Catholic Health Launches “Get Ahead of Sepsis” Campaign

Jan 24, 2019 | News & PR

Sepsis is one of the leading causes of death in the U.S., with more than 250,000 people dying from the condition each year. Many sepsis deaths can be prevented with rapid diagnosis and early treatment.

Despite these startling facts, sepsis is still widely misunderstood among many people. To help raise awareness and improve outcomes in Western New York, Catholic Health is launching a “Get Ahead of Sepsis” campaign, as part of a national effort sponsored by the Centers for Disease Control and Prevention (CDC). The campaign is designed to help the public know the risks, recognize the signs and symptoms, and seek immediate medical attention if sepsis is suspected. Visit chsbuffalo.org/sepsis for more information.

“People often think of sepsis as something you get in the hospital, but more than 90% of sepsis cases originate in the community,” said Dr. Kevin Shiley, Catholic Health Medical Advisor for Infection Prevention & Control. “That’s why it’s so important to know how to recognize and prevent this medical emergency.”

Sepsis is the body’s extreme response to an infection. Without timely treatment, it can lead to tissue damage, organ failure, and even death. “Anyone can get an infection and almost any infection can lead to sepsis, however there are steps you can take to minimize your risk,” explains Dr. Shiley. “Properly managing chronic medical conditions, practicing good hygiene, and acting fast to get emergency treatment if you think you have sepsis or have an infection that’s not improving or getting worse, is your best defense.”

The symptoms of sepsis can include any one or a combination of the following:

  • Confusion or disorientation
  • Shortness of breath
  • High heart rate
  • Fever, shivering or feeling very cold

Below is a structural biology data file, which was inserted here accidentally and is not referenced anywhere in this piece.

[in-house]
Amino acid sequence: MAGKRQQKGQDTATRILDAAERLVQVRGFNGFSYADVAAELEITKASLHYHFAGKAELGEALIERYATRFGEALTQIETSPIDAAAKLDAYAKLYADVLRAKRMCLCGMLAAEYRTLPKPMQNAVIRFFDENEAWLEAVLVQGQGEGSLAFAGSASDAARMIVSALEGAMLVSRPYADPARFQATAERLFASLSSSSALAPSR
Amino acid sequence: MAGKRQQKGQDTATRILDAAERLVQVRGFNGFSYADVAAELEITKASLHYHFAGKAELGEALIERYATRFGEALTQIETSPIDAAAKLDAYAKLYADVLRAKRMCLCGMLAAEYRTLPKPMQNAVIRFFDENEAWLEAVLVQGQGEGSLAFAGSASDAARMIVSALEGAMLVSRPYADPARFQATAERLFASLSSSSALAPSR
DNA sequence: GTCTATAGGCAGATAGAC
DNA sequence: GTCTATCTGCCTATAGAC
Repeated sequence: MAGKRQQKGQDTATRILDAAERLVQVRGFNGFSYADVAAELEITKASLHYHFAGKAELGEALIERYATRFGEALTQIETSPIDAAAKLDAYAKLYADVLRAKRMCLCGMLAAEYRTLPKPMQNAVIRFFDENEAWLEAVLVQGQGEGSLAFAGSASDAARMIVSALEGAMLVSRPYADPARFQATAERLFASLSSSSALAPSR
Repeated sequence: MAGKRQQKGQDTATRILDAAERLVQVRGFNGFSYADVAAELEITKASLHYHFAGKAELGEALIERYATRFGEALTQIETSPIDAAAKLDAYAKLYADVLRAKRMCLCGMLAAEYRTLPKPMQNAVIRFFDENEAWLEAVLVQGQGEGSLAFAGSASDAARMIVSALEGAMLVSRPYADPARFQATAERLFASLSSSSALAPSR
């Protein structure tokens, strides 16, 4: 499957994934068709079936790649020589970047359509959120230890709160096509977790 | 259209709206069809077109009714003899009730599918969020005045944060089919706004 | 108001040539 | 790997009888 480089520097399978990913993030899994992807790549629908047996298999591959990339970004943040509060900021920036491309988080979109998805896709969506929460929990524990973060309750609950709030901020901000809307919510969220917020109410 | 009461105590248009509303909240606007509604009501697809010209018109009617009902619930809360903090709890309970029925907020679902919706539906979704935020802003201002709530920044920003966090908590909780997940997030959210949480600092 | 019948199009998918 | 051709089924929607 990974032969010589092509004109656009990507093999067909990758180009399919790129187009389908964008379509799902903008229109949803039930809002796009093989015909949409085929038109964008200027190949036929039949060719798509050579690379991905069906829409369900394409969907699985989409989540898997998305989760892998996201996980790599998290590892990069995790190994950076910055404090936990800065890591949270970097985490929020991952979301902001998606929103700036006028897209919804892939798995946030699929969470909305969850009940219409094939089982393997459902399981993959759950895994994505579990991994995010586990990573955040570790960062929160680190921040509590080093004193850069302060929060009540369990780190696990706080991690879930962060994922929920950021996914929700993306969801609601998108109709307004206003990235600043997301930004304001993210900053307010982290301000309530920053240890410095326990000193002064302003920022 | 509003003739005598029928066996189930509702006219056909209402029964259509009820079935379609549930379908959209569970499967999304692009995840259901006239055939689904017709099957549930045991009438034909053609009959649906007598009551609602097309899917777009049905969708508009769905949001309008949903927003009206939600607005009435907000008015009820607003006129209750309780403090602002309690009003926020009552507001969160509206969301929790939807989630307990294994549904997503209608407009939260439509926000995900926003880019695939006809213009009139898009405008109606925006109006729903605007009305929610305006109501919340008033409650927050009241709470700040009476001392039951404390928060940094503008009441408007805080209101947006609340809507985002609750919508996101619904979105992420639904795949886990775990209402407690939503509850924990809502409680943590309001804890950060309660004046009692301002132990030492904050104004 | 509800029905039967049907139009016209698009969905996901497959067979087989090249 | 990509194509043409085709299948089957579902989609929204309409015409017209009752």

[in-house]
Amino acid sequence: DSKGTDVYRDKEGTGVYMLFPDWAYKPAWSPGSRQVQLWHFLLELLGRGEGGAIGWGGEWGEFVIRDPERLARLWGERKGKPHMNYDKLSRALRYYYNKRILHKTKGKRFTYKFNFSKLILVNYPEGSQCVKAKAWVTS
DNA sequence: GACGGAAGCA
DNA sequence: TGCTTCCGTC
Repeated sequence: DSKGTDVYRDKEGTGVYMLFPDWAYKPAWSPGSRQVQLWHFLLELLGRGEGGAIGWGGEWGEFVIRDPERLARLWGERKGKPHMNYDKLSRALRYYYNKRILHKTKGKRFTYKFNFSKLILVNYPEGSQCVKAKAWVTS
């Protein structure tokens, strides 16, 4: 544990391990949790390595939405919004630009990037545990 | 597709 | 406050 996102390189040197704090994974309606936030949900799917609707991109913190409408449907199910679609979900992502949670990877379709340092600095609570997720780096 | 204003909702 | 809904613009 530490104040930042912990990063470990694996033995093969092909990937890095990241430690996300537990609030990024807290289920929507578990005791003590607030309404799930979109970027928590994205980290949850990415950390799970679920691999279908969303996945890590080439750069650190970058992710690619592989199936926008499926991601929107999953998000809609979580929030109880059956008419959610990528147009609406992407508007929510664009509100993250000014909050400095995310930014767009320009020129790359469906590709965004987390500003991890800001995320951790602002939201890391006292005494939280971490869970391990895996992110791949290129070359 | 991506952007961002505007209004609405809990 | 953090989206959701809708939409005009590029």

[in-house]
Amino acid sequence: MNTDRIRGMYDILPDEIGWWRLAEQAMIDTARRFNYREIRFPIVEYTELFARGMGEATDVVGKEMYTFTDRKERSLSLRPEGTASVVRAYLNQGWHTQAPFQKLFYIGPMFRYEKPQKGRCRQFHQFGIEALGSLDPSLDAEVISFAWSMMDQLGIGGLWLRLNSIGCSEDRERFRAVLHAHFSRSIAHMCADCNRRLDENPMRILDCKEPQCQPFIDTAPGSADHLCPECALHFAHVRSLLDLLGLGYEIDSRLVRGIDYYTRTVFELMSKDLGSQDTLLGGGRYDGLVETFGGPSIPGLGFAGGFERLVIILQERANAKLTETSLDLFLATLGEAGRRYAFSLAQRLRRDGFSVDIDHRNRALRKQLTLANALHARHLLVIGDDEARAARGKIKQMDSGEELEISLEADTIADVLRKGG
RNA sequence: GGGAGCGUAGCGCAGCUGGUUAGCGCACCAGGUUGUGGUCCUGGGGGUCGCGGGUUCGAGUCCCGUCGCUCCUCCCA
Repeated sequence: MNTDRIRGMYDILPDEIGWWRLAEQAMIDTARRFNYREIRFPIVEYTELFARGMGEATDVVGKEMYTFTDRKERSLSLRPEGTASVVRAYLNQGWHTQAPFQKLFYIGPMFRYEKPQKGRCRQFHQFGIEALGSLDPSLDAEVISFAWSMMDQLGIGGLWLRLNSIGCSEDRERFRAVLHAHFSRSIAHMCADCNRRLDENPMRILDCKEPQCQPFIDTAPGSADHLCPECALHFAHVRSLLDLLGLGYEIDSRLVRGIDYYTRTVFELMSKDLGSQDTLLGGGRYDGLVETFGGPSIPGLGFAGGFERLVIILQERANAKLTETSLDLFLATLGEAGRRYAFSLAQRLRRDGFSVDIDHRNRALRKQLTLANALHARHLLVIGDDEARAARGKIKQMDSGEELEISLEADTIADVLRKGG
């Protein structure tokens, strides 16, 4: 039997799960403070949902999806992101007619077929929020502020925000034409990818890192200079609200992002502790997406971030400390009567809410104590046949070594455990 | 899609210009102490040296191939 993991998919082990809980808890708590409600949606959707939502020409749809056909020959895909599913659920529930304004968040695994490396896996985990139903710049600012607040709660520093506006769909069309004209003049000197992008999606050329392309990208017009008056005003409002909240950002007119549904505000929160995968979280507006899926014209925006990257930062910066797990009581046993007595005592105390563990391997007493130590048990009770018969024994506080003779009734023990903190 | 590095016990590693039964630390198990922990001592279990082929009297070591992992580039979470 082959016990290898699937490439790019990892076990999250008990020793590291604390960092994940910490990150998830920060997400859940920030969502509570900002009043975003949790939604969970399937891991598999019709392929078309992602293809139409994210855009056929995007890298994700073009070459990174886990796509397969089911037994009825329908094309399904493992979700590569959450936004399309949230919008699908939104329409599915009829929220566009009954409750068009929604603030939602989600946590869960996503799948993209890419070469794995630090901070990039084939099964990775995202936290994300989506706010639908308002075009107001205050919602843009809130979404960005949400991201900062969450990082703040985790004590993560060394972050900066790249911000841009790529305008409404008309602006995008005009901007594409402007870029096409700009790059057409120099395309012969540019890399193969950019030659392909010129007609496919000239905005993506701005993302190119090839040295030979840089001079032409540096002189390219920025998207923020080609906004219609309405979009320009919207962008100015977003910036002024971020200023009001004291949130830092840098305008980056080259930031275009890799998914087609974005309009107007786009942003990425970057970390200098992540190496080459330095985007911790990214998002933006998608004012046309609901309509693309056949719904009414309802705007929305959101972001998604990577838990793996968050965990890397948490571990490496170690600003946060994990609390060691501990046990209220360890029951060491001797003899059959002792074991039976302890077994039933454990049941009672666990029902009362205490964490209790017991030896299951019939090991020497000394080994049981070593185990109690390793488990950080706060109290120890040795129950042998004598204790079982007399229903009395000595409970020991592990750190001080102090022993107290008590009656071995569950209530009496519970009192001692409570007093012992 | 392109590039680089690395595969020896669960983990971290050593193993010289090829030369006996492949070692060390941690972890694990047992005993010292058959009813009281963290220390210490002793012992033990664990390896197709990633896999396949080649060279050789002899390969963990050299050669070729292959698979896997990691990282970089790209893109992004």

• Extreme pain or discomfort
  • Clammy or sweaty skin

Sepsis care has been a major focus at Catholic Health for the past four years, with the health system exceeding both state and national performance measures for sepsis management. “While we are making great strides, everyone can play a role in sepsis prevention and recognition,” Dr. Shiley adds. “The good news is, with proper recognition and action, sepsis is treatable.”

As part of the “Get Ahead of Sepsis” campaign, the CDC has educational materials and resources for patients, families, and healthcare professionals at www.cdc.gov/sepsis.

Sepsis Facts

  • Sepsis is one of the leading causes of death in U.S. hospitals, with as many as 92% of sepsis cases originating in the community (source: Sepsis Alliance).
  • According to the CDC, more than 1.5 million people get sepsis each year in the U.S. and about 250,000 die from the diseases.
  • The overwhelming majority of sepsis cases are NOT acquired in the hospital.
  • Sepsis is widely misunderstood and affects patients throughout WNY.
  • Sepsis is one of the most common reasons for people being admitted to the hospital outside of elective surgery and childbirth.
  • Sepsis can result from any type of infection — bacterial, viral or fungal — anywhere in the body, including pneumonia, influenza, abdominal, kidney, bloodstream, and urinary tract infections.
  • Often, the body’s immune system works to fight off infections. With sepsis, the immune system stops working, which can impair the delivery of oxygen and nutrients to vital organs and can lead to tissue damage, organ failure, and, in some cases, death.
  • Some people are at higher risk of developing sepsis, including the very young or old, and those with chronic illnesses, weakened immune systems, wounds, injuries or invasive devices, such as catheters or breathing tubes.
  • Sepsis is diagnosed based on a specific set of signs and symptoms, which can progress to severe sepsis and septic shock, which carries the highest risk of death.
  • Diagnosing sepsis can be difficult because its signs and symptoms can be caused by other disorders and there is no definitive test for sepsis.
  • Any infection, regardless of the cause, can lead to sepsis. However the risk of developing sepsis from a particular infection does vary depending on the patient’s pre-existing medical conditions, age, site of infection and the type of infecting organism.
  • If sepsis goes untreated for too long any person can sustain permanent organ damage or even fatal outcomes. Even with aggressive antibiotic and resuscitative measures, severe sepsis carries a high mortality rate compared to many other common diseases.
  • The incidence of sepsis appears to be increasing in the U.S. The causes of this increase may include: aging population, drug-resistant bacteria, and weakened immune systems.